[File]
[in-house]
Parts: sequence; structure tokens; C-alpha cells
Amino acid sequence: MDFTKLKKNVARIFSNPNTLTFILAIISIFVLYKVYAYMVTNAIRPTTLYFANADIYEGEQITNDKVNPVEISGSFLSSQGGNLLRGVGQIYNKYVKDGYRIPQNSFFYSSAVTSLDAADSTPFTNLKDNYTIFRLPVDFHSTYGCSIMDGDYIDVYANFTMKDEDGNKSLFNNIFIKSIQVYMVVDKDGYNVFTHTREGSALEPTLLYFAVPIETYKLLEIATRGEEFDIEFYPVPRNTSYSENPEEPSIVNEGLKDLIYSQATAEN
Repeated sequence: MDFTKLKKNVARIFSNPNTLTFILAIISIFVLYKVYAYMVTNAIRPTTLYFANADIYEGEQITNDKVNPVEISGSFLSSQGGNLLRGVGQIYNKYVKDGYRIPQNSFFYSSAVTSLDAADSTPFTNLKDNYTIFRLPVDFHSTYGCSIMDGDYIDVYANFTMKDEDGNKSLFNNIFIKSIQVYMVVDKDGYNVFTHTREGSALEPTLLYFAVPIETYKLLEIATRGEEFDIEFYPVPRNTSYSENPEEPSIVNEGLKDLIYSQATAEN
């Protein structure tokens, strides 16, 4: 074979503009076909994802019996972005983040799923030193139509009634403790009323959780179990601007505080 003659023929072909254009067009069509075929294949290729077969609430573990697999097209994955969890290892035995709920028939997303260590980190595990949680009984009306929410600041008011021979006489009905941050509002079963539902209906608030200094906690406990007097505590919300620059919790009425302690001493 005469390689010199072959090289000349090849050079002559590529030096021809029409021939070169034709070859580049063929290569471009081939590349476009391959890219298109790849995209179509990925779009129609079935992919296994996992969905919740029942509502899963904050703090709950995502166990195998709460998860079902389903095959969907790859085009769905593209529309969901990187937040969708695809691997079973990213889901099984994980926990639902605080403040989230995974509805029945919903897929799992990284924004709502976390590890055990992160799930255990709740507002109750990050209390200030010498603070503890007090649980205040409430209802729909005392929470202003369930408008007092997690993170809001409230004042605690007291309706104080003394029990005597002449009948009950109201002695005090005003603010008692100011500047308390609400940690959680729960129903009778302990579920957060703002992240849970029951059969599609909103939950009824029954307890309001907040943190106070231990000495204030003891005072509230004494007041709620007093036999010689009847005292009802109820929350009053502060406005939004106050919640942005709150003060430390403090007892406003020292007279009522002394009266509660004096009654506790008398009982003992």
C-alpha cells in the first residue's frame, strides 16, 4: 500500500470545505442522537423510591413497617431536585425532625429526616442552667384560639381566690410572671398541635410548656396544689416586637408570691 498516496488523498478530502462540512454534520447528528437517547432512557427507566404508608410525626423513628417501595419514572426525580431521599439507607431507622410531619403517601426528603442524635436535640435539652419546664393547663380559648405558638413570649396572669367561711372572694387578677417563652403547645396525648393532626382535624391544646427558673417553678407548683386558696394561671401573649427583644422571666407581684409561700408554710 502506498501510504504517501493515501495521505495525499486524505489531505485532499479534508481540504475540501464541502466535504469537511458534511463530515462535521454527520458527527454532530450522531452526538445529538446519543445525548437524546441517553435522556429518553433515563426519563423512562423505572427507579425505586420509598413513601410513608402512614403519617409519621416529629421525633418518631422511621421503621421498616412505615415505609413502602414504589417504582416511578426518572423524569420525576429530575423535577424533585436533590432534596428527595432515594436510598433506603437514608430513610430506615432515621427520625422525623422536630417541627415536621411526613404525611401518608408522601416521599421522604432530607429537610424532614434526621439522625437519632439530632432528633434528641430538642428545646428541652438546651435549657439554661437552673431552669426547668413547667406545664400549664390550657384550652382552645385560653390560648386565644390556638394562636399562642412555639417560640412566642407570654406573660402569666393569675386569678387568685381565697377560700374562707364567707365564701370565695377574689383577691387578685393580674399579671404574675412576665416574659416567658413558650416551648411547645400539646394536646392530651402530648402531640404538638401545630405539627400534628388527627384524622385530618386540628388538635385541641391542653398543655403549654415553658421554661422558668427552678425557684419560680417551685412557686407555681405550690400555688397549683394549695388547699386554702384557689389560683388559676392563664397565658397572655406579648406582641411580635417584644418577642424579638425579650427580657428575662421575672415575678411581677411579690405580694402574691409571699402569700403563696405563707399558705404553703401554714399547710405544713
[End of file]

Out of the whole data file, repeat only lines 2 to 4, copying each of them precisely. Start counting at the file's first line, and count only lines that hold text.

Parts: sequence; structure tokens; C-alpha cells
Amino acid sequence: MDFTKLKKNVARIFSNPNTLTFILAIISIFVLYKVYAYMVTNAIRPTTLYFANADIYEGEQITNDKVNPVEISGSFLSSQGGNLLRGVGQIYNKYVKDGYRIPQNSFFYSSAVTSLDAADSTPFTNLKDNYTIFRLPVDFHSTYGCSIMDGDYIDVYANFTMKDEDGNKSLFNNIFIKSIQVYMVVDKDGYNVFTHTREGSALEPTLLYFAVPIETYKLLEIATRGEEFDIEFYPVPRNTSYSENPEEPSIVNEGLKDLIYSQATAEN
Repeated sequence: MDFTKLKKNVARIFSNPNTLTFILAIISIFVLYKVYAYMVTNAIRPTTLYFANADIYEGEQITNDKVNPVEISGSFLSSQGGNLLRGVGQIYNKYVKDGYRIPQNSFFYSSAVTSLDAADSTPFTNLKDNYTIFRLPVDFHSTYGCSIMDGDYIDVYANFTMKDEDGNKSLFNNIFIKSIQVYMVVDKDGYNVFTHTREGSALEPTLLYFAVPIETYKLLEIATRGEEFDIEFYPVPRNTSYSENPEEPSIVNEGLKDLIYSQATAEN